15. Both are definitely Jones, I've seen quite a few examples of the same model. Nothing about them is inconsistent with this model of Jones anglo -- the layout of button locations, left thumb buttons, fretwork, air valve, woods, bellows stampings, reed sizes, levers etc etc. They are a little big but they have a great sound when they're going well!
  16. I'd be interested in learning more about that octave-tuned D/A! This is a great system that I play myself. I had a nice octave tuned German D/A but passed it along to a student. Can Labuschagne make one with an extra button or two (21 or 22 buttons plus the air key)? Thanks, Paul Groff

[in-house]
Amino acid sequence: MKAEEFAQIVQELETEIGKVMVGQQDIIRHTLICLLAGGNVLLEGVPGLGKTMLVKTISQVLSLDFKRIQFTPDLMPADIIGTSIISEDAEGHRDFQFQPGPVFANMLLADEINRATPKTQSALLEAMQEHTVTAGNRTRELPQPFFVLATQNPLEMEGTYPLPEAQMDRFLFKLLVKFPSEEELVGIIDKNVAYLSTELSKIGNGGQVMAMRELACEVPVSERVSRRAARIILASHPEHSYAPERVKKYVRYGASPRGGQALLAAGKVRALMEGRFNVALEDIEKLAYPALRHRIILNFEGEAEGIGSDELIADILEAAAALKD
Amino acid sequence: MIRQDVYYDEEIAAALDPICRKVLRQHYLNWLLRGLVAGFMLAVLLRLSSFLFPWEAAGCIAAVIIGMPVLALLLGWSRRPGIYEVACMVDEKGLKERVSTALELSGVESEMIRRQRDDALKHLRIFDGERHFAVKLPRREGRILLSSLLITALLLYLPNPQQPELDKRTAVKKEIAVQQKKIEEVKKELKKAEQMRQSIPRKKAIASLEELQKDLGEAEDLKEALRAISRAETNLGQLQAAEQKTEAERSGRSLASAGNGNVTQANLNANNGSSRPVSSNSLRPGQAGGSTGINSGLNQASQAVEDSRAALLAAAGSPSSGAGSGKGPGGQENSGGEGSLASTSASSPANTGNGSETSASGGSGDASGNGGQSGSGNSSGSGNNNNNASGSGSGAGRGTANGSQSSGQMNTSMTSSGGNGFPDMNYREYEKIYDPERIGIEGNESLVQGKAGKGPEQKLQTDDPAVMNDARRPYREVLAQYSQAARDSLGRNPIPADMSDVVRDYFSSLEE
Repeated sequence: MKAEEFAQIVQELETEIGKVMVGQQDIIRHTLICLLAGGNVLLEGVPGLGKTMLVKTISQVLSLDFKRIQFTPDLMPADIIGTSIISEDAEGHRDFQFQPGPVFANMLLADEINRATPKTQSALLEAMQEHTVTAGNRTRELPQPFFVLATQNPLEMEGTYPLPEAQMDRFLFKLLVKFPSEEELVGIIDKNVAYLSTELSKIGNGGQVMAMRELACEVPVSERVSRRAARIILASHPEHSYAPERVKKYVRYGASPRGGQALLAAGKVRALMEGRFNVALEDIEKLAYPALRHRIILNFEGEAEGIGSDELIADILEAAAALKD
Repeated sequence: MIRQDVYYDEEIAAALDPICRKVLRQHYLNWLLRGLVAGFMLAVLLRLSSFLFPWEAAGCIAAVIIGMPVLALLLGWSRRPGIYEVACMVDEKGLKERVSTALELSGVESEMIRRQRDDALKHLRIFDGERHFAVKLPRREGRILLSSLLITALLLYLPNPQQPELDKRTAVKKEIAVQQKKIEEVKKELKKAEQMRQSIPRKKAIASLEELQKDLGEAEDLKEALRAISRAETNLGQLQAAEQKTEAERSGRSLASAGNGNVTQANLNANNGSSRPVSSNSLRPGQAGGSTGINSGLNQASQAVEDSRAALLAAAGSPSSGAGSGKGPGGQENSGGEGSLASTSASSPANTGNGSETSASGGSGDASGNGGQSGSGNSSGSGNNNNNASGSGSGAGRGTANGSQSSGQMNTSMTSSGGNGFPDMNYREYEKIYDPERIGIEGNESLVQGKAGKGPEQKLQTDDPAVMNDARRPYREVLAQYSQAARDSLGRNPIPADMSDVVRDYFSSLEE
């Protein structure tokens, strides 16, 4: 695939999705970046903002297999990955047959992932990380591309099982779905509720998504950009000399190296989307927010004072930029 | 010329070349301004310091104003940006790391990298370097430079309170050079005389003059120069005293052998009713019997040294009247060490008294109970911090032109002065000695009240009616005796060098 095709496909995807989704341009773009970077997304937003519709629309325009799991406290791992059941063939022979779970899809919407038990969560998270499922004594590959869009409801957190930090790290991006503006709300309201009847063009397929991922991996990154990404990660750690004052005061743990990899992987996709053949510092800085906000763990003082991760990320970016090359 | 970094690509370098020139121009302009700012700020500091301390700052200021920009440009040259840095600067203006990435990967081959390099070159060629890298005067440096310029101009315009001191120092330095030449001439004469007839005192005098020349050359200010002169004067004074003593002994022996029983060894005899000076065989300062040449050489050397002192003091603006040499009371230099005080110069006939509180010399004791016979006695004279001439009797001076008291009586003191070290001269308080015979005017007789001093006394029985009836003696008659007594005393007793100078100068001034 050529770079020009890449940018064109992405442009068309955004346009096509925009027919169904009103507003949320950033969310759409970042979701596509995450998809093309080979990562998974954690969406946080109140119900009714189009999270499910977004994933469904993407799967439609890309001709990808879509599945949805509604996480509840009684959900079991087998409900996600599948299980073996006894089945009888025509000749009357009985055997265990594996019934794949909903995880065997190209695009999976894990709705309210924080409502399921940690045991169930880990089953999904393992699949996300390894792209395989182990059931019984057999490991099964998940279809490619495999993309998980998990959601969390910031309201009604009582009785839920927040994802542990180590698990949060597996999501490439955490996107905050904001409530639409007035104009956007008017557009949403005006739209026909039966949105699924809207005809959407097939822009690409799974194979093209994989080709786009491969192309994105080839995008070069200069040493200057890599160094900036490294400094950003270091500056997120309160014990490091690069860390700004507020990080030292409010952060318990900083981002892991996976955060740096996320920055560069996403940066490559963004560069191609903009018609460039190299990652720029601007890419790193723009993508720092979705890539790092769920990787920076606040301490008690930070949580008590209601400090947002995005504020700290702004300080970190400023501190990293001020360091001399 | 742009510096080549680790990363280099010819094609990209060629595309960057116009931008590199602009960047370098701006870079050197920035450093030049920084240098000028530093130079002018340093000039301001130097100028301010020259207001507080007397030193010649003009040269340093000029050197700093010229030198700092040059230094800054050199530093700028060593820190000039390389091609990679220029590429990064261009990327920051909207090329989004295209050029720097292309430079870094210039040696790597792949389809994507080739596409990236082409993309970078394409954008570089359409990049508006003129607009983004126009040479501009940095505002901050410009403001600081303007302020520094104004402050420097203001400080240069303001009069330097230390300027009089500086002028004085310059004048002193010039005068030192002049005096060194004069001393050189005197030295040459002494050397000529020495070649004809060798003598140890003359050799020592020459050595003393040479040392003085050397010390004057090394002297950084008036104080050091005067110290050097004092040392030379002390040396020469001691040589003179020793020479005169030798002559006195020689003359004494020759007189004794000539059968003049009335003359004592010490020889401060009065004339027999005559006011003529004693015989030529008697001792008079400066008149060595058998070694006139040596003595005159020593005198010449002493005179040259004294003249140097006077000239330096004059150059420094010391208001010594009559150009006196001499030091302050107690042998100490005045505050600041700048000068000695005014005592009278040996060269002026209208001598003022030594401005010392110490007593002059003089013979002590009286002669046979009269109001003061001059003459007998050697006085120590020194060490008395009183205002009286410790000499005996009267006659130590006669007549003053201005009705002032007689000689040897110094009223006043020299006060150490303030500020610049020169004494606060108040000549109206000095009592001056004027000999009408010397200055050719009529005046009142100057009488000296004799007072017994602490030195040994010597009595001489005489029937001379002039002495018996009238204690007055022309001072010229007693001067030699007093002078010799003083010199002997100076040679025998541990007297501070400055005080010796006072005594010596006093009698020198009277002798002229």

17. Well, not so cheap, quick & dirty, but the way I would want to see this done would be to commission a concertina maker to make a new set of reedpans, to match the pad/hole positions of the original action case, to fit the original bellows frames and with reedslots designed to fit the original reeds without altering the reedframes. You might have to start with two instruments as inventor mentioned. *If* a workable reedpan could be designed that meets those criteria, then with careful notes and photos of the original condition you could have a fully reversible conversion, comparable to the banjo players who have a new 5 string neck made for a tenor banjo, but keep all original parts. If the original reedpans and reedframes were not altered, you could then return the original concertina(s) to original configuration at a later date. Your converted duet would still have the original layout of button positions on the ends, which as inventor points out may not be ideal. You would also have the substantial cost of making reedpans. Your maker might have to be very clever to accommodate all the right sizes of reeds in chambers positioned in the right places, to lie under the padholes for the appropriate buttons. But there are old and new tricks in laying out reedpans -- for example, as seen by the Dippers' innovative designs and also those that the early Jones instruments used in setting parallel reed chambers on a diagonal for the left side. This is just a speculation. But if I wanted a Hayden duet, and if I wanted to benefit in an ethical way from the quality -- and the parts value -- that are latent in the many underpriced unrestored unpopular duet system concertinas . . . this would be the first strategy that I would try. PG